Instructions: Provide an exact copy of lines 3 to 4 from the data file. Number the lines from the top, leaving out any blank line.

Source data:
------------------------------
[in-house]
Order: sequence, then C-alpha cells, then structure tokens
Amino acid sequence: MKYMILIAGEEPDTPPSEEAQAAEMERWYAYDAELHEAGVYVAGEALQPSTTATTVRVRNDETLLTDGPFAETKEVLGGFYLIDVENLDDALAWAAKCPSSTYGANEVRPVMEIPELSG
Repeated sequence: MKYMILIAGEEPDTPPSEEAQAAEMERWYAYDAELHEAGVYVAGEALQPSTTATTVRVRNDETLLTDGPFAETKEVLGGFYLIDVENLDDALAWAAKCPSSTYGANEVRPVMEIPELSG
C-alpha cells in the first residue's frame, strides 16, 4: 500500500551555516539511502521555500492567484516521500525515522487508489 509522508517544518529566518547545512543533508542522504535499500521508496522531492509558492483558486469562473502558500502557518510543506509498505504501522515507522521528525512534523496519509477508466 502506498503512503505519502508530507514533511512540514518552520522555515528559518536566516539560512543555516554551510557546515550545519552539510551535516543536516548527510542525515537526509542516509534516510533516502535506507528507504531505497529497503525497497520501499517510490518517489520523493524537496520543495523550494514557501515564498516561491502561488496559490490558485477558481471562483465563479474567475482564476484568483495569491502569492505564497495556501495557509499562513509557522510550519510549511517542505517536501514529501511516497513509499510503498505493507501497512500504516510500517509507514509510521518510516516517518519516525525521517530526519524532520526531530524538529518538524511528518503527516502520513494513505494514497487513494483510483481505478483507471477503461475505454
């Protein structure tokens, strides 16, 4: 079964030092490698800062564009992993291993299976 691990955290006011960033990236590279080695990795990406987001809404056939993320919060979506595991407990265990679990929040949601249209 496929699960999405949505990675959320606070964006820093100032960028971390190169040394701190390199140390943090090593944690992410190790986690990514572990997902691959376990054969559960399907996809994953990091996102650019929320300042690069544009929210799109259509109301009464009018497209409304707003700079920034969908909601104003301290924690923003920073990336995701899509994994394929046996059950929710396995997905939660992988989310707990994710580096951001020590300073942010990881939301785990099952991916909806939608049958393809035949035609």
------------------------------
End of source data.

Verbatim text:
Amino acid sequence: MKYMILIAGEEPDTPPSEEAQAAEMERWYAYDAELHEAGVYVAGEALQPSTTATTVRVRNDETLLTDGPFAETKEVLGGFYLIDVENLDDALAWAAKCPSSTYGANEVRPVMEIPELSG
Repeated sequence: MKYMILIAGEEPDTPPSEEAQAAEMERWYAYDAELHEAGVYVAGEALQPSTTATTVRVRNDETLLTDGPFAETKEVLGGFYLIDVENLDDALAWAAKCPSSTYGANEVRPVMEIPELSG